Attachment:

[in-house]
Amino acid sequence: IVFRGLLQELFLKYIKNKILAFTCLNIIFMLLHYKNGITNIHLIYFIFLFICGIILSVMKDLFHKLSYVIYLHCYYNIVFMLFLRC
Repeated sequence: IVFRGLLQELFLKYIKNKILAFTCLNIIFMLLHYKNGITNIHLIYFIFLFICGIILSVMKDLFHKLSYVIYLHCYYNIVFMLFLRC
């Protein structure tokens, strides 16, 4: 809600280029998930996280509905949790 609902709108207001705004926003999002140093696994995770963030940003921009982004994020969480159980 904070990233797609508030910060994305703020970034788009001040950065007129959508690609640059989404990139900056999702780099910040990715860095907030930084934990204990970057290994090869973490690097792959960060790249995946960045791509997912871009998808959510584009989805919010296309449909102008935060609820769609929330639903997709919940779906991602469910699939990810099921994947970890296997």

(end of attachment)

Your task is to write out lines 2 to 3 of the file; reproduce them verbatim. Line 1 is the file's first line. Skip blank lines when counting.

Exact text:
Amino acid sequence: IVFRGLLQELFLKYIKNKILAFTCLNIIFMLLHYKNGITNIHLIYFIFLFICGIILSVMKDLFHKLSYVIYLHCYYNIVFMLFLRC
Repeated sequence: IVFRGLLQELFLKYIKNKILAFTCLNIIFMLLHYKNGITNIHLIYFIFLFICGIILSVMKDLFHKLSYVIYLHCYYNIVFMLFLRC